in 2017 and 2018 alone, 2000 new forms of RNA were discovered each year. PubMed found around 250,000 newly published scientific articles for the search term RNA in the years 2014 to 2018. By comparison, there were just under 11,500 for the keyword ADHD.

3.1. Coding RNA (mRNA)

mRNA copies the information contained in a gene and transmits it to the ribosome, where protein biosynthesis takes place using this information.


  • NSD transcript
  • Capped mRNA
  • Consensus mRNA
  • Edited mRNA
  • Sample mRNA
  • MRNA with frameshift
  • Monocistronic mRNA
  • Polyadenylated mRNA
  • Polycistronic mRNA
  • Recoded mRNA
  • Trans spliced mRNA

3.2. Non-coding RNA (ncRNA)

There are many types of non-coding RNA. They can alter the expression of genes.

Forms of non-coding RNA:23

  • AsRNA (antisense RNA)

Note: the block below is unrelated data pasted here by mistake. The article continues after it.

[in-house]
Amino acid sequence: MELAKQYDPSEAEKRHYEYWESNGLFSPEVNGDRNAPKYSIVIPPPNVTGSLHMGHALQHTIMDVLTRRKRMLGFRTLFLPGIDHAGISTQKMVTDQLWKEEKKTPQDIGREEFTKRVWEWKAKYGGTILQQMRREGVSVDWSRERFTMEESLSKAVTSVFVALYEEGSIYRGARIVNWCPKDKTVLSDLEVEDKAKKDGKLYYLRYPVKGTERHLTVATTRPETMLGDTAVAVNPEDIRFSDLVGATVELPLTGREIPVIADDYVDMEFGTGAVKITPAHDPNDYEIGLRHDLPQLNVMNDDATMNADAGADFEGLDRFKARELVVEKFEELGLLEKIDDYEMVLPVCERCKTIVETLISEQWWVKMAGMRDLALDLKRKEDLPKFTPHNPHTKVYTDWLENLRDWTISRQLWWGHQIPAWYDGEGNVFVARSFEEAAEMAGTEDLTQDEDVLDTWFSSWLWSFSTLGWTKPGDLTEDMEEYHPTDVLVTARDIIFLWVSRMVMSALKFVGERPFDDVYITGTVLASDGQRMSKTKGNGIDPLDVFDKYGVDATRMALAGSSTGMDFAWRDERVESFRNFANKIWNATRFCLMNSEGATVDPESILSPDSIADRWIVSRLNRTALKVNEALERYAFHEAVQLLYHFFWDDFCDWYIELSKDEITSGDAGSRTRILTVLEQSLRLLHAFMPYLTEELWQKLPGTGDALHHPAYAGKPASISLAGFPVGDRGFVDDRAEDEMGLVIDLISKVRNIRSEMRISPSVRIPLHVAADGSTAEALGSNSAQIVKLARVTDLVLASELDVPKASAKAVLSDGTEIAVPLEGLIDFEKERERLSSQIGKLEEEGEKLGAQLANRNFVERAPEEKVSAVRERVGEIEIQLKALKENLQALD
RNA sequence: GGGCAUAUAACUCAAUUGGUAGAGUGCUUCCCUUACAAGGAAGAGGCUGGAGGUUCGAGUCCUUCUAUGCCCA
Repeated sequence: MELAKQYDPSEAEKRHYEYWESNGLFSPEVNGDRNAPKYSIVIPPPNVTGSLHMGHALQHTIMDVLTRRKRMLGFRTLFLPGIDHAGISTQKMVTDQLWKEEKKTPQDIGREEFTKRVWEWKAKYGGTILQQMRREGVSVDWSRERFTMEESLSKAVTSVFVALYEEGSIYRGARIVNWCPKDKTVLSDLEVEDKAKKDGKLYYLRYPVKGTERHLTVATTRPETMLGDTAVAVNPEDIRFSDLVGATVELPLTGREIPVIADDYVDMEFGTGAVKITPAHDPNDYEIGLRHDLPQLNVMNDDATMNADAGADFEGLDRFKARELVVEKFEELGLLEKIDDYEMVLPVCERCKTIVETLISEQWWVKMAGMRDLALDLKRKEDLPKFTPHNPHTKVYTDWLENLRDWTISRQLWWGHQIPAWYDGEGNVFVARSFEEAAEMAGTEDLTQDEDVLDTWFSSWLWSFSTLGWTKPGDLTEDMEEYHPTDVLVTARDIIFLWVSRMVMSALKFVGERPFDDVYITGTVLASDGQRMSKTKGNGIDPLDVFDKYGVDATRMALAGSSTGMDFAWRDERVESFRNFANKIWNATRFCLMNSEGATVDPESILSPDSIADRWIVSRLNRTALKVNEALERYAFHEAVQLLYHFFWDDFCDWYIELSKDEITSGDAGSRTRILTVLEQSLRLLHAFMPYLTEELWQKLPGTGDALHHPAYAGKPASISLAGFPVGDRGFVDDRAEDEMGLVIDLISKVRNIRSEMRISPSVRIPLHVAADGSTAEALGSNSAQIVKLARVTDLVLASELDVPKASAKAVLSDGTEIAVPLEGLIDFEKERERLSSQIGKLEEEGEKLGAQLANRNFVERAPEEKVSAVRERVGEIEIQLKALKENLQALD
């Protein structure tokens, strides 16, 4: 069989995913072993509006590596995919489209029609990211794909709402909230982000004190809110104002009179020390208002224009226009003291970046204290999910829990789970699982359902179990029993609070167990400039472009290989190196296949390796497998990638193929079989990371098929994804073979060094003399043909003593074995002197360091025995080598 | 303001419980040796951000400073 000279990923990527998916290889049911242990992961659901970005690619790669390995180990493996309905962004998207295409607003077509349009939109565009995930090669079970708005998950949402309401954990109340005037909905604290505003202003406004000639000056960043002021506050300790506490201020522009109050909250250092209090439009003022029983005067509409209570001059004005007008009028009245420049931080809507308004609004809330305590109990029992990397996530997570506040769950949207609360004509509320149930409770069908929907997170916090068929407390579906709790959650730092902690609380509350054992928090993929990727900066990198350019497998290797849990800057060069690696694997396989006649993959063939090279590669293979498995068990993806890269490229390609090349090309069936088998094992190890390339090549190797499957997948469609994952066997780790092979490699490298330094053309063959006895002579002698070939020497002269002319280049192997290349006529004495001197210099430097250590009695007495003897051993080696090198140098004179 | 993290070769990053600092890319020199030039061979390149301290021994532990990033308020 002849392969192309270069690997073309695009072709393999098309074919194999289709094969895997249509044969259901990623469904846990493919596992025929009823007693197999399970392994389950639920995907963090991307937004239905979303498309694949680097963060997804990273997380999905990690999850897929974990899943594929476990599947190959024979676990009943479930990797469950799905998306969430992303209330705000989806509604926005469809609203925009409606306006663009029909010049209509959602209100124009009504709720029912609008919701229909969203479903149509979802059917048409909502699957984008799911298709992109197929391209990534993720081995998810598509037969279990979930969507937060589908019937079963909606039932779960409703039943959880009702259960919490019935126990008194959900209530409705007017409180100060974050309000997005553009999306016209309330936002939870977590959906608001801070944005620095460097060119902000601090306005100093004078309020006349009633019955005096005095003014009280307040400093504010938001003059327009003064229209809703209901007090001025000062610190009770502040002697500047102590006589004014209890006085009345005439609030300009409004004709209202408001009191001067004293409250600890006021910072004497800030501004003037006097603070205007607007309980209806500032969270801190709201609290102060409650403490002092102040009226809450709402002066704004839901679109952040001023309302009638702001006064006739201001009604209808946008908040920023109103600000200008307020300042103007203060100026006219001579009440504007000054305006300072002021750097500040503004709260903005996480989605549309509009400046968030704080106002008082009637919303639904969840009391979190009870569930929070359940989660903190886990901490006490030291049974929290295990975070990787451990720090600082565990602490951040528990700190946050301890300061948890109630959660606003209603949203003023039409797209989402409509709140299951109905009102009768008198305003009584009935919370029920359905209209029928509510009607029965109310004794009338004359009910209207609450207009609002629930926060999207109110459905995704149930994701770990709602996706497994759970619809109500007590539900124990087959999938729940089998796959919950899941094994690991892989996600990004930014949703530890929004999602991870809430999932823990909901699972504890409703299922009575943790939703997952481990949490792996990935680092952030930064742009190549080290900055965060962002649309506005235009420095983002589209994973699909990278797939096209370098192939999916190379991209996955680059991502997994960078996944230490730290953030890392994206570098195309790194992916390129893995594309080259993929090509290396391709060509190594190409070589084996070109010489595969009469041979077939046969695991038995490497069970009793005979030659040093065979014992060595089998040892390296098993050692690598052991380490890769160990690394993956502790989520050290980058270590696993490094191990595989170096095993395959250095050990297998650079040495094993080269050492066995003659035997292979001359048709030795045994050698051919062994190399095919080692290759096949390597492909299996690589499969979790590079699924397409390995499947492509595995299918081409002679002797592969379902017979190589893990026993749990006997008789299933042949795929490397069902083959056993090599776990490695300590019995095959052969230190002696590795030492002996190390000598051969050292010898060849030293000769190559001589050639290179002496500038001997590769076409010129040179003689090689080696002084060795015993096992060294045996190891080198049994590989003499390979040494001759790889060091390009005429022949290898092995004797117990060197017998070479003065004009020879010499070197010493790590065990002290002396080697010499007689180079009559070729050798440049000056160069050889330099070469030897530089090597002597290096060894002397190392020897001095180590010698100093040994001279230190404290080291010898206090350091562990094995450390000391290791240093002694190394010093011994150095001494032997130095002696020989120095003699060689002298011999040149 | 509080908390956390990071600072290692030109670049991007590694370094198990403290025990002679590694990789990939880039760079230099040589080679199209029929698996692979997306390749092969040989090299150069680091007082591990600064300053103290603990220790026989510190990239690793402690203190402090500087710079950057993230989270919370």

• Regulates gene expression
    • Is transcribed from the coding DNA strand and not from the template DNA strand. It is therefore complementary to mRNA.
  • CircRNA (circular RNA)
    • Binds to miRNA. Is thus involved in the regulation of cellular processes, such as proliferation or apoptosis (cell death)
  • Class I RNA
  • Class II RNA
  • EnhancerRNA
    • Could have a regulatory function
  • Guide RNA
  • HnRNA (heterogeneous nuclear RNA)/ pre-mRNA (pre-mRNA, precursor mRNA)
    • Precursor of the mature mRNA
  • LncRNA (long non-coding RNA)
    • Longer than 200 nucleotides
  • MiRNAs (microRNAs)
    • Closely related to siRNAs
    • Regulate cellular processes such as proliferation and cell death with
  • PiRNA (Piwi-interacting RNA)
    • 26-31 nucleotides long